The tiny cranial fragments appear as frail as eggshell. A child’s lower jaw, clutches of rib bones, and a few vertebrae sit in plastic baggies. Each group is marked, stained by time, or possibly, cigarette smoke.
More than 70 years ago, as archeology came out of its infancy, these bones – and many more like them – were cut loose from the desert several miles west of Del Rio. In their day, they belonged to members of bands of hunter-gatherers roaming across South Texas and the Trans-Pecos region.
The desert scrub was their supermarket; the rocky arroyos and outcroppings safe shelter in a world of thorns and sharp rock.
Collections manager Amy Fulkerson places a broad blue box on the table between us.
“Without these, we wouldn’t know anything about these people,” she says.
Across the top of the box is written:
41W112, Shumla #1
Just a few teeth protrude from these dollhouse mandibles. The unsealed fissures of the cranial shards evoke in me – even at this state of reduction – a protective parental instinct.
“Today is the first time that I have opened one of these boxes for someone who is not a scholar,” my guide says, removing another box from the shelf.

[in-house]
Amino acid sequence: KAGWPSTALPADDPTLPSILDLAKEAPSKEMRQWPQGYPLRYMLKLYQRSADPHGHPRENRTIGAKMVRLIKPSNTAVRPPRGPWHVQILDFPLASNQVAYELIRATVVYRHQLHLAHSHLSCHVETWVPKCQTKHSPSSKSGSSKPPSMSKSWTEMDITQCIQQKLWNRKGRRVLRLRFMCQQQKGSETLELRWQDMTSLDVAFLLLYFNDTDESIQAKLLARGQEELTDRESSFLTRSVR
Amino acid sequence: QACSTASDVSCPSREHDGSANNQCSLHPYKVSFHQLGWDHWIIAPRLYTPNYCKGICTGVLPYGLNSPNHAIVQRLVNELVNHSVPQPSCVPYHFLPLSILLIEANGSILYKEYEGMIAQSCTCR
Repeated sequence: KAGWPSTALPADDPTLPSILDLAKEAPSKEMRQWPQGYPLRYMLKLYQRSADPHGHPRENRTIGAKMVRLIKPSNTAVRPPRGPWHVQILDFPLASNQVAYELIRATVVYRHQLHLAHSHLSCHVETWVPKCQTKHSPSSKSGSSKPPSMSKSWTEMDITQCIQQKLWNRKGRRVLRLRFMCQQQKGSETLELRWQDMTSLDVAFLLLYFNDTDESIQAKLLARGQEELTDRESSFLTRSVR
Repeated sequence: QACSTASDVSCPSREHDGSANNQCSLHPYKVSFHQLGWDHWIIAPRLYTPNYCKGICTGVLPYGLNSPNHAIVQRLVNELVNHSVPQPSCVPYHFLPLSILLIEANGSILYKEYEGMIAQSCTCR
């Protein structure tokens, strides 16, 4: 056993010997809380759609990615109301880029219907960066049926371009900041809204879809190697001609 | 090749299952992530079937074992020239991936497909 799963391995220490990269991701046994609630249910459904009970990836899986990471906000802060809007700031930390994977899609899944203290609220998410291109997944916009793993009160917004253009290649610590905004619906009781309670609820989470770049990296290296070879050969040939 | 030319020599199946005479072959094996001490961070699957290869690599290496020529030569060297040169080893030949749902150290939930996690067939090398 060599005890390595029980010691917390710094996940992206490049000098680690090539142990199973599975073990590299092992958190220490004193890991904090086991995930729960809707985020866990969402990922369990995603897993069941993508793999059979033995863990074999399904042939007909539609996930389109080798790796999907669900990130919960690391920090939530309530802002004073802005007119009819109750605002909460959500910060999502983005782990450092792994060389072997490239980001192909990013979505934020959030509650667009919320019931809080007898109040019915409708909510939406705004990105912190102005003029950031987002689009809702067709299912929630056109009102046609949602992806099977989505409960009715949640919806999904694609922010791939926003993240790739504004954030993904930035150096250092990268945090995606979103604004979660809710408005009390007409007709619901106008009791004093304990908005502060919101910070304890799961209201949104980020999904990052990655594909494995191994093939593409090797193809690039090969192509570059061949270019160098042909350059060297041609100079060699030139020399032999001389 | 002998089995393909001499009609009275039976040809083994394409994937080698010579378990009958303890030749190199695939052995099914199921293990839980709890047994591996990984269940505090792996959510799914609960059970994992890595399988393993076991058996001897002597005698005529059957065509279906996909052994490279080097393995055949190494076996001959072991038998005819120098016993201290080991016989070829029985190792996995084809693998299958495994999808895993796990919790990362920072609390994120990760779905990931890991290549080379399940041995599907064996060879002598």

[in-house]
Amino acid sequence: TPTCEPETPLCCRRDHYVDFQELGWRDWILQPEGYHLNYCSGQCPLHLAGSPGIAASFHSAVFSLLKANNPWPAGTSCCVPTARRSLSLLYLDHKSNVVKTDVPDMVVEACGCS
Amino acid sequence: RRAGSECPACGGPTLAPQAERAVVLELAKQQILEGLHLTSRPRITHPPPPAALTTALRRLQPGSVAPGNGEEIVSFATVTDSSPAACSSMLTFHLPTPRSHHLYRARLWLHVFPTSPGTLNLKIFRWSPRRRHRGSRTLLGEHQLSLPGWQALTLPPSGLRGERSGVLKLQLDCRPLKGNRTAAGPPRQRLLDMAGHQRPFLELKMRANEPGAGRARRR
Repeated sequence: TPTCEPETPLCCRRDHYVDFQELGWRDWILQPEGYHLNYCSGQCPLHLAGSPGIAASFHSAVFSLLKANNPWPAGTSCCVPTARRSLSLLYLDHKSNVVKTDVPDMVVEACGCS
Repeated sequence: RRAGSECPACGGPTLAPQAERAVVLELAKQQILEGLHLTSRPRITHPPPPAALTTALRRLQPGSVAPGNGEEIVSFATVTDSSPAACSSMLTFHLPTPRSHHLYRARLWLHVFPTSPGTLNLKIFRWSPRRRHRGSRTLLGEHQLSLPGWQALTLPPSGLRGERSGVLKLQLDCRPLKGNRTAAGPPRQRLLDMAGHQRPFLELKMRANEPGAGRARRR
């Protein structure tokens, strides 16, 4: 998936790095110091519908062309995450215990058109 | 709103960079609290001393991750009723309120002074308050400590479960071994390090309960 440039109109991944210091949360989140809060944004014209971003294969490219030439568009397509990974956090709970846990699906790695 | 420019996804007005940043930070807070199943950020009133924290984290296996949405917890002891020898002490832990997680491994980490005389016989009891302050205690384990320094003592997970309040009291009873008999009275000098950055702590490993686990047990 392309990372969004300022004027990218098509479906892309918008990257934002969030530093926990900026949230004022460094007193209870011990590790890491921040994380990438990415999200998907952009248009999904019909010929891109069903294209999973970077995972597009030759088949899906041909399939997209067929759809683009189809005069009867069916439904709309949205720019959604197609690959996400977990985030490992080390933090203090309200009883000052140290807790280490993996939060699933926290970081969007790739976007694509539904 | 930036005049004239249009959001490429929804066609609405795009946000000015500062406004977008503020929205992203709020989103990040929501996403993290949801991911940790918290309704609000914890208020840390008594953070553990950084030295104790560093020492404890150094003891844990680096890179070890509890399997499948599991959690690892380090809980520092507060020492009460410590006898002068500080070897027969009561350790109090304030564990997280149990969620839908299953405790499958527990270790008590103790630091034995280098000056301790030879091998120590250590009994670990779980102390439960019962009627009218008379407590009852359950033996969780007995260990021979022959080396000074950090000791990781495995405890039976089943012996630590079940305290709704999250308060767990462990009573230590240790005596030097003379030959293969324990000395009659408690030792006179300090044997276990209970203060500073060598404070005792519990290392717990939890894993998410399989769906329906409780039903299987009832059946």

Archeologists consider such bones irreplaceable in their quest to understand humanity’s common history. The bones are tools that will only increase in value as the scientific techniques used to unlock their secrets improve.
For the 50-plus Native Americans and activists that converged on the Witte last weekend, marching, drumming, and singing, the 1930s excavation from the Shumla site represents a sacrilege. To this group, the continued holding of the bones, as well as the ongoing handling they receive, represent the continuation of genocidal practices aimed at wiping out Indian culture.
“They’ve had their land taken away from them. There’s been an effort to take away their culture, their religion, their language, and now they’re even taking their dead,” said Milo Colton, a St. Mary’s University pre-law advisor and regional counsel for the Civil Rights Legal Defense and Educational Fund. Colton advised Marie Crabb, the student president of the school’s Native American Student Association, who launched the current protest.